Robert Jones Jr.’s much anticipated debut novel, “The Prophets,” tells the story of two Black enslaved men who fall in love on a cotton plantation in Antebellum Mississippi. Jones earned an M.F.A. in creative writing from Brooklyn College, and is the founder of the blog Son of Baldwin, which discusses race, sexuality, and gender. He lives in Brooklyn with his husband.
BOOKS: What are you reading currently?
JONES: “The Secret Lives of Church Ladies” by Deesha Philyaw, a 2020 National Book Award finalist. Her short stories are about Black women and their relationship to the church. This is the kind of book I needed at this moment, when everything seems to be coming undone. This feels like a grandma’s hug.
BOOKS: What other books have you found like that?
JONES: I’ve returned to Toni Morrison’s “Jazz,” which is not one of her most popular ones. I tracked down a first edition so I would feel like I had bought it the day it came out. She describes New York in a way that makes the city itself seem like it is alive and breathing.
BOOKS: Is she the writer you’ve read the most books by?
JONES: It’s a five-way draw: Morrison, James Baldwin, Alice Walker, Gloria Naylor, and Octavia Butler. I’ve read their complete works.
BOOKS: When did you start reading Baldwin?
JONES: Not until my first year of undergrad in 2002. I read his last essay, “Here Be Dragons,” for a class. It blew my mind. Here’s this Black, queer writer who was writing like this in the ’80s. After that I devoured everything he wrote. “Go Tell It on the Mountain” is my favorite, followed by “The Evidence of Things Not Seen,” which is prophetic in describing how Americans’ refusal to face their past keeps the country from growing up, and I say that as the Capitol was just stormed.
BOOKS: What other Black, gay authors were pivotal for you?
JONES: Wallace Thurman, who is little known because he died of TB at 32. He was writing way before Baldwin. His first novel was the 1929 “The Blacker the Berry,” which talks about the preference toward lighter skin in the Black community.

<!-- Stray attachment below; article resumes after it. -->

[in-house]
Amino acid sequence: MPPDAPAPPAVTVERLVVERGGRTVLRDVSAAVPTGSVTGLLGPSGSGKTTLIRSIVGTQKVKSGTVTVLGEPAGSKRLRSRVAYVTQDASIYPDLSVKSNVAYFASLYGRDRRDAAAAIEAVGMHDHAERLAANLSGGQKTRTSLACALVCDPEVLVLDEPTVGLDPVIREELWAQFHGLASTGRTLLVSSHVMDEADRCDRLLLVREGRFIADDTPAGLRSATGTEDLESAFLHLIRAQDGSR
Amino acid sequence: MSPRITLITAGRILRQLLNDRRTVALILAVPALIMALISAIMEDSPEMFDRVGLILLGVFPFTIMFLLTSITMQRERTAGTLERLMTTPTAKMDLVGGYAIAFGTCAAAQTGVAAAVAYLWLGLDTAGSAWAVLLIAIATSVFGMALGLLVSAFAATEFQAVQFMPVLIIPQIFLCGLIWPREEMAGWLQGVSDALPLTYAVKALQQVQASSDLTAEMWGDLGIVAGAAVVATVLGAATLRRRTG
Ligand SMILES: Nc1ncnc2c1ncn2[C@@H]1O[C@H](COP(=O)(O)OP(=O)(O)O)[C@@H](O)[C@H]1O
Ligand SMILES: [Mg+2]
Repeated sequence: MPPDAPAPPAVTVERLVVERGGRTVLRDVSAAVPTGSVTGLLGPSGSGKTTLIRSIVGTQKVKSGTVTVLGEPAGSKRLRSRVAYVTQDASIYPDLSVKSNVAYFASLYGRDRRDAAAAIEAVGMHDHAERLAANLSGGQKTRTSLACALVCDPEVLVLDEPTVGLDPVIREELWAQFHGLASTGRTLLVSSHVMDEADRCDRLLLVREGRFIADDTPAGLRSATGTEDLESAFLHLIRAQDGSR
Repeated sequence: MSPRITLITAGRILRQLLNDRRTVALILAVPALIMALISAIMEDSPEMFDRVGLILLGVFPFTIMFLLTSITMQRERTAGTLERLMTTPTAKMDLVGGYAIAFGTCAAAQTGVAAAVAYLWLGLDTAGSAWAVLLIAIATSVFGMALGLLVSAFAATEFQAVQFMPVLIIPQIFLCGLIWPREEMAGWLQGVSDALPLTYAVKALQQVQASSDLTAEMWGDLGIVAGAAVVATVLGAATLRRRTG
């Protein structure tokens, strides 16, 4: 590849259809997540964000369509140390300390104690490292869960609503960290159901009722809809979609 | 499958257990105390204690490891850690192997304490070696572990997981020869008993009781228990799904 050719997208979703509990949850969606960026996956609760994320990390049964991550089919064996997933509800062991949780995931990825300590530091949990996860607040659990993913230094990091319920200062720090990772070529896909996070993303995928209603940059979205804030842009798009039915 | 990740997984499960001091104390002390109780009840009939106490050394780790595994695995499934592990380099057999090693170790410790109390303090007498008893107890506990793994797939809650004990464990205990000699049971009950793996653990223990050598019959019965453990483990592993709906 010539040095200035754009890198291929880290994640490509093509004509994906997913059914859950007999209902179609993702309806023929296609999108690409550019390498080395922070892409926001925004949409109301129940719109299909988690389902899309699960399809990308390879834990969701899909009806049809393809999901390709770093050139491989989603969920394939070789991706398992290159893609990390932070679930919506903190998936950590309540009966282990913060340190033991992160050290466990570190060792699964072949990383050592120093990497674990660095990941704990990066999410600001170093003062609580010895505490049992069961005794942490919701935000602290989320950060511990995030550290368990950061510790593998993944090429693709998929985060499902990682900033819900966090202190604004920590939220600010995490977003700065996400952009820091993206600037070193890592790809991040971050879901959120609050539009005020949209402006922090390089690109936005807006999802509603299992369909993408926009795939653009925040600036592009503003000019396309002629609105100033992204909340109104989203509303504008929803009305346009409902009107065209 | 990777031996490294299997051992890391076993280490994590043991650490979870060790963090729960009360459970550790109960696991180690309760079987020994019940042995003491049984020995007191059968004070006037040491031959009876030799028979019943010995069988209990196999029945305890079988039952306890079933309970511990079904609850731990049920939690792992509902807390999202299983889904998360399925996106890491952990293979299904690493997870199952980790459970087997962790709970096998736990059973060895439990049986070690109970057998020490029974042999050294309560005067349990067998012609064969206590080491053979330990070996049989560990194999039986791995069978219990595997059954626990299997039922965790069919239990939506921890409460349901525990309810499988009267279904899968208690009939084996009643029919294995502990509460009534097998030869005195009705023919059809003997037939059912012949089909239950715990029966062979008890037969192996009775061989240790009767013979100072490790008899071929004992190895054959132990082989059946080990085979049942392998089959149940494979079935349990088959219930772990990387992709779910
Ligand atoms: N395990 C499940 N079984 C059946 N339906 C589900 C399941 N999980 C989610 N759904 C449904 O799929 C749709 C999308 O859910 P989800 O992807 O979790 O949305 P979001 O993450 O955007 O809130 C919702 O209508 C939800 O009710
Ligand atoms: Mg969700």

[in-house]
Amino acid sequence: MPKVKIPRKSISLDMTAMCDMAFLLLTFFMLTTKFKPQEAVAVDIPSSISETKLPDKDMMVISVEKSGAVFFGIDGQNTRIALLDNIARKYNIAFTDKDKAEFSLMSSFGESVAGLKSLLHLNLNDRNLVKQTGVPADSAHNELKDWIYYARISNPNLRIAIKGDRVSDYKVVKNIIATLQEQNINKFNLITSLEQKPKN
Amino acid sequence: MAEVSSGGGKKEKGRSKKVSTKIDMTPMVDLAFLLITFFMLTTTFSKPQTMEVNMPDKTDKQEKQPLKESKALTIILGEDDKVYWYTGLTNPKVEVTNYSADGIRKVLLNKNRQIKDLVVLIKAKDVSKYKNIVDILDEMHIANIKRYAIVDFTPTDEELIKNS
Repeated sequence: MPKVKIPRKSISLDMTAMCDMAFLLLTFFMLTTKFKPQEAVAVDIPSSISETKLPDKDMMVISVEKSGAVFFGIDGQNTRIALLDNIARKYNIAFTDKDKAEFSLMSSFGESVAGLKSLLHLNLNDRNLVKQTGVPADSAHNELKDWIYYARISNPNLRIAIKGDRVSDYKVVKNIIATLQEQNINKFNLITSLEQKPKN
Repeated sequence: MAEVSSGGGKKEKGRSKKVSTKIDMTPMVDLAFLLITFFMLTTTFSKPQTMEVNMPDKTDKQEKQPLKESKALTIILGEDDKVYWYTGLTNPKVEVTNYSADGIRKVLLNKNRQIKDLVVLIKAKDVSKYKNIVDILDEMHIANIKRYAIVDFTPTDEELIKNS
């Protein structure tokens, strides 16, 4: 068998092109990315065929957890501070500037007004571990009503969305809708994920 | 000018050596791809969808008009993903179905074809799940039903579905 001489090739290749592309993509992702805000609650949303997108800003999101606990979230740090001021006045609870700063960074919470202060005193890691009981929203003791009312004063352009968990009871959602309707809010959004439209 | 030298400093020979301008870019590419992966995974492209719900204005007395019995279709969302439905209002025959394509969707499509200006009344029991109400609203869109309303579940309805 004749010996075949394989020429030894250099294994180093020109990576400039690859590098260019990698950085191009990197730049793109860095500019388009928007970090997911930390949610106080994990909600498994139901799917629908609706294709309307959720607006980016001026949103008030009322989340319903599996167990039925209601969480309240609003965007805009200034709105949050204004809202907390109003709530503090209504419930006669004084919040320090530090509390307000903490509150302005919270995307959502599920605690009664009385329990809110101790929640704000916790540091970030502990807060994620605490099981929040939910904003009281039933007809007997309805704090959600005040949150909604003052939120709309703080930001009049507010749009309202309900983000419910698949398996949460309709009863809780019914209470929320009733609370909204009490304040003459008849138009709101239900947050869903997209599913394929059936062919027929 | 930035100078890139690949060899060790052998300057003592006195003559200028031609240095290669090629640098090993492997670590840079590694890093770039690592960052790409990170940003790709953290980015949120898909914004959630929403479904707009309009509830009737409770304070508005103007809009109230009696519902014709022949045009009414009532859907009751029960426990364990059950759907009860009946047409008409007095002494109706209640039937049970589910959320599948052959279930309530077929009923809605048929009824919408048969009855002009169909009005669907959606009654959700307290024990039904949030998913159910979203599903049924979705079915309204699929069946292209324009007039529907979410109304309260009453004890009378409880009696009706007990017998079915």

BOOKS: How did you discover Octavia Butler?
JONES: When I was working at the Scholastic Store a co-worker recommended her because I was a comic-book reader. I didn’t understand the point of science fiction because it doesn’t have pictures. I need to see the aliens. But I read “Kindred,” and said, “Whoa.” I moved on to her Parable series, which scared the bejeezus out of me.
BOOKS: Do you still read comic books?
JONES: I do. I still adore Wonder Woman. I have a Wonder Woman mouse pad, a lamp, and pencil box. I’m really looking forward to Kelly Sue DeConnick’s forthcoming comic book on Wonder Woman.
BOOKS: Has your taste changed as a reader?
JONES: When I was younger I read a lot more works by non-Black authors. I read and loved Gabriel Garcia Marquez and Margaret Atwood. I’m a huge Harper Lee fan, and “Go Set a Watchman” is on my TBR list. I also have every Michael Cunningham book. But now I gravitate to Black and marginalized authors. I’m interested in perspectives other than what Toni Morrison called the master narrative.
BOOKS: What’s been on your TBR list for the longest?
JONES: Damon Young’s memoir, “What Doesn’t Kill You Makes You Blacker.” That has been on my list since it came out a year ago. I let other things jump in front of it, but I can’t help it. Next up is Brit Bennett’s “The Vanishing Half,” Raven Leilani’s “Luster,” Ijeoma Oluo’s “Mediocre: The Dangerous Legacy of White Male America” and Bryan Washington’s “Memorial.” I’m telling you the stack is up to my hips.
BOOKS: Are you a library user?
JONES: Librarians are some of my favorite people in the world. A librarian actually saved my life. I grew up in Bensonhurst when there was a lot of racial violence. I was being chased home from school, and a librarian pulled me into the library, locked the door, and kept me there until it was safe to go home. Also Batgirl, one of my favorite superheroes, is a librarian.
Follow us on Facebook or Twitter @GlobeBiblio. Amy Sutherland is the author, most recently, of “Rescuing Penny Jane” and she can be reached at email@example.com.